The forgotten opioid may be a "new" treatment for chronic pain syndromes that are refractory to other opioids, as well as a favored alternative to methadone, as it has a lower potential for drug-drug interactions, and has no reports of QT interval prolongation. Levorphanol's multimodal profile is unique amongst the class, and may make it an optimal agent both for initial use, as well as for opioid rotation. Levorphanol may address pain that is refractory to other opioid analgesics, such as central and neuropathic pain syndromes, and may also play a role in addressing opioid-induced hyperalgesia (OIH). This review will discuss some of the benefits of levorphanol over other opioids and its potential use in difficult-to-treat pain syndromes.

Although levorphanol is an effective treatment for pain, many clinicians remain unfamiliar with its use. Levorphanol has a longer half-life (11 to 16 hours) than many opioids and therefore is best suited for treating chronic pain; an interval of approximately 72 hours should pass to allow the patient to achieve steady-state before being assessed for a dose adjustment. Because levorphanol is not metabolized by CYP enzymes and is not dependent on p-glycoprotein for absorption, there is less potential for the adverse drug-drug and drug-food reactions observed with many opioids. Further investigations of the clinical utility of levorphanol, especially in the areas of chronic complex pain, OIH, and as a substitute for methadone, are warranted.

Back when I was a novice nurse, in 1980, I worked at a community hospital in Washington, DC. The favorite analgesic of one of our oncologists was Levo-Dromoran (levorphanol). The reason was that it was a little more potent than morphine, but more importantly it had a longer duration of action. I have only a vague recollection of how frequently we dosed it, but I think it was every 6 hours. I moved on from that hospital after 3 years, and haven't seen levorphanol ordered in all those intervening years (of course, extended release morphine became available in the '80's).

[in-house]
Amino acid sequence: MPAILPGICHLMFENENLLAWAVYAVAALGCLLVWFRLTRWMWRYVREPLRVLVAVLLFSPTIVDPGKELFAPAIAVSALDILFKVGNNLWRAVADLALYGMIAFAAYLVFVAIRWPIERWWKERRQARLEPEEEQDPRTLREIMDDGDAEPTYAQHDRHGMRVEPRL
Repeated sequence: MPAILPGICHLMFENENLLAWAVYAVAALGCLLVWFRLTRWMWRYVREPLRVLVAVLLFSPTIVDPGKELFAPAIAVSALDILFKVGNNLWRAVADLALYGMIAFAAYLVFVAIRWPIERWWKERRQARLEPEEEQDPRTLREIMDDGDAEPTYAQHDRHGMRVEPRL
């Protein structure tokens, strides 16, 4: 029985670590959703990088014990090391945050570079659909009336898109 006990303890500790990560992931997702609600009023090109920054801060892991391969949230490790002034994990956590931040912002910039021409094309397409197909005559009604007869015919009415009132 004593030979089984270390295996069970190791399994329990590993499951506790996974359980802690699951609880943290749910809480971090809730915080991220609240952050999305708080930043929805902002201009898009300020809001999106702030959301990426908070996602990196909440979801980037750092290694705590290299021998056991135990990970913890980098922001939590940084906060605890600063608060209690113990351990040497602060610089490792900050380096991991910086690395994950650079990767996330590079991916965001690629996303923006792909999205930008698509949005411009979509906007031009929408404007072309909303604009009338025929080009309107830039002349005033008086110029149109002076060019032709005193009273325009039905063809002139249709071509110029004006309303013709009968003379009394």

In a very small nutshell, the advantages and disadvantages of levorphanol:

  • Has been shown to be responsive in both peripheral and central neuropathic pain syndromes
  • Multiple analgesic mechanisms: strong affinity for mu, delta, and kappa receptors; NMDA antagonist; serotonin & norepinephrine reuptake inhibitor
  • 4-8 times more potent than morphine
  • Oral to parenteral ratio of 2:1
  • Can be administered via oral, intravenous, subcutaneous, and intramuscular routes; not sublingual
  • Not metabolized via cytochrome system, so relatively smaller risk of drug-drug interactions, especially compared to methadone
  • Relatively long acting, dosing every 6 hours, possibly longer in some patients
  • Accumulates, so all the usual precautions, including waiting 3 days between dose changes
  • Anticholinergic properties similar to morphine
  • Neurotoxic 3-glucuronide metabolite with symptoms (sedation, irritability) seen in the higher dose ranges
  • Relatively slow onset, so not a good choice for breakthrough pain

Levorphanol, brand name Levo-Dromoran, is an opioid medication used to treat moderate to severe pain. Levorphanol is indicated for the management of moderate to severe pain where an opioid analgesic is appropriate. It is a potent synthetic opioid mu-receptor agonist similar in action to morphine. Like other opioid mu-receptor agonists, it is believed to act at receptors in both the brain and spinal cord to alter the transmission and perception of pain. The onset and peak analgesic effects following administration of levorphanol are similar to morphine when administered at equal analgesic doses. Levorphanol produces a degree of respiratory depression similar to that produced by morphine at equal analgesic doses, and like many opioid mu-receptor agonists, levorphanol produces euphoria or has a positive effect on mood in many individuals.

What are racemorphan and levorphanol?
These are both highly potent opioid (narcotic-)analgesics, chemically related to morphine, but produced synthetically. They are part of a small group of opioids in the morphine series known as morphinans, and are lacking certain chemical groupings of the original opium alkaloid, though still containing the fundamental, biologically active, portion of the molecule, known as N-methyl-morphinan, which is related to the narcotic opium alkaloids in a way analogous to that in which tropane is related to cocaine and the atropa belladonna alkaloids, such as atropine. Morphinan analgesic agonists are typically analgesically superior to morphine. Racemorphan is a racemate of levorphanol and dextrorphan. That is, it is an equal mixture of two optical isomers, one of which is the highly potent opioid levorphanol, and the other the compound dextrorphan, which is dissociative in higher doses, and resembles ketamine in it's actions.